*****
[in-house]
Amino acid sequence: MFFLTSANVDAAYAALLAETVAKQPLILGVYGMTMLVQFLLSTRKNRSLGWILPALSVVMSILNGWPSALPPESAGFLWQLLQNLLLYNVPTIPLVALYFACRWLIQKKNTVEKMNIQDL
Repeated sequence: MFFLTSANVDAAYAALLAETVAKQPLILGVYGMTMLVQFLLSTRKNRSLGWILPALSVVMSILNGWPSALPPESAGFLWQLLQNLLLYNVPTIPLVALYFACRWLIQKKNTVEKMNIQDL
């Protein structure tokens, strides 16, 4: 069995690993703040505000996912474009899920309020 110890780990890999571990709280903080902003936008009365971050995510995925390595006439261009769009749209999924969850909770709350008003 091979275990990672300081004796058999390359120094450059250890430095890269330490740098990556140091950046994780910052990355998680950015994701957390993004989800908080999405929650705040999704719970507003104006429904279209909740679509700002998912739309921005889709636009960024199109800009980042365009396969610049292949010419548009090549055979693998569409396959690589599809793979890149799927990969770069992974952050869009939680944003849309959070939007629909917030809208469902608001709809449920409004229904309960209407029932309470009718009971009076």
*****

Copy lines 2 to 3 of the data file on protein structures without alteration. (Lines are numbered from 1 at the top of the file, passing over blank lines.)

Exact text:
Amino acid sequence: MFFLTSANVDAAYAALLAETVAKQPLILGVYGMTMLVQFLLSTRKNRSLGWILPALSVVMSILNGWPSALPPESAGFLWQLLQNLLLYNVPTIPLVALYFACRWLIQKKNTVEKMNIQDL
Repeated sequence: MFFLTSANVDAAYAALLAETVAKQPLILGVYGMTMLVQFLLSTRKNRSLGWILPALSVVMSILNGWPSALPPESAGFLWQLLQNLLLYNVPTIPLVALYFACRWLIQKKNTVEKMNIQDL